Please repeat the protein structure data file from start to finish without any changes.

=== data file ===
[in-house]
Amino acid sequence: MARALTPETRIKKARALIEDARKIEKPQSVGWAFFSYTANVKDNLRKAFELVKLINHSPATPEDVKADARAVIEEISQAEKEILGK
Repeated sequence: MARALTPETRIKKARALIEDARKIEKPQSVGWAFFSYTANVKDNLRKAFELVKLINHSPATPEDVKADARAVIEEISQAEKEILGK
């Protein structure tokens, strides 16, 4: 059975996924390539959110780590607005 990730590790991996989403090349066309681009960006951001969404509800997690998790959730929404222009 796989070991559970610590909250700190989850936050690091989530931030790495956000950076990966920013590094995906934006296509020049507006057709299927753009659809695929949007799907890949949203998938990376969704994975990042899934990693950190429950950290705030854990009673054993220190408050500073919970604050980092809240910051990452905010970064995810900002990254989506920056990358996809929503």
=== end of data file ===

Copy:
[in-house]
Amino acid sequence: MARALTPETRIKKARALIEDARKIEKPQSVGWAFFSYTANVKDNLRKAFELVKLINHSPATPEDVKADARAVIEEISQAEKEILGK
Repeated sequence: MARALTPETRIKKARALIEDARKIEKPQSVGWAFFSYTANVKDNLRKAFELVKLINHSPATPEDVKADARAVIEEISQAEKEILGK
């Protein structure tokens, strides 16, 4: 059975996924390539959110780590607005 990730590790991996989403090349066309681009960006951001969404509800997690998790959730929404222009 796989070991559970610590909250700190989850936050690091989530931030790495956000950076990966920013590094995906934006296509020049507006057709299927753009659809695929949007799907890949949203998938990376969704994975990042899934990693950190429950950290705030854990009673054993220190408050500073919970604050980092809240910051990452905010970064995810900002990254989506920056990358996809929503």